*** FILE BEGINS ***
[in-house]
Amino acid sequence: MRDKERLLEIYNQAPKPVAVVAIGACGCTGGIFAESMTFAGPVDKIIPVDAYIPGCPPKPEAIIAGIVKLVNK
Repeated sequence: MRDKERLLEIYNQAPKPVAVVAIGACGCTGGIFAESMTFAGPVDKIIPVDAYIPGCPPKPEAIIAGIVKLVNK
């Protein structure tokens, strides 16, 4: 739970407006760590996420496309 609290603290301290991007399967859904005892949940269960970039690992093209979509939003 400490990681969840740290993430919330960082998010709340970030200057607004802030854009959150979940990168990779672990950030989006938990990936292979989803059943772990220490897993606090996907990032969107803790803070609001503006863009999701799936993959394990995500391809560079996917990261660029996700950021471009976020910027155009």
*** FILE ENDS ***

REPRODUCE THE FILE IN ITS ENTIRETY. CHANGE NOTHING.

[in-house]
Amino acid sequence: MRDKERLLEIYNQAPKPVAVVAIGACGCTGGIFAESMTFAGPVDKIIPVDAYIPGCPPKPEAIIAGIVKLVNK
Repeated sequence: MRDKERLLEIYNQAPKPVAVVAIGACGCTGGIFAESMTFAGPVDKIIPVDAYIPGCPPKPEAIIAGIVKLVNK
């Protein structure tokens, strides 16, 4: 739970407006760590996420496309 609290603290301290991007399967859904005892949940269960970039690992093209979509939003 400490990681969840740290993430919330960082998010709340970030200057607004802030854009959150979940990168990779672990950030989006938990990936292979989803059943772990220490897993606090996907990032969107803790803070609001503006863009999701799936993959394990995500391809560079996917990261660029996700950021471009976020910027155009």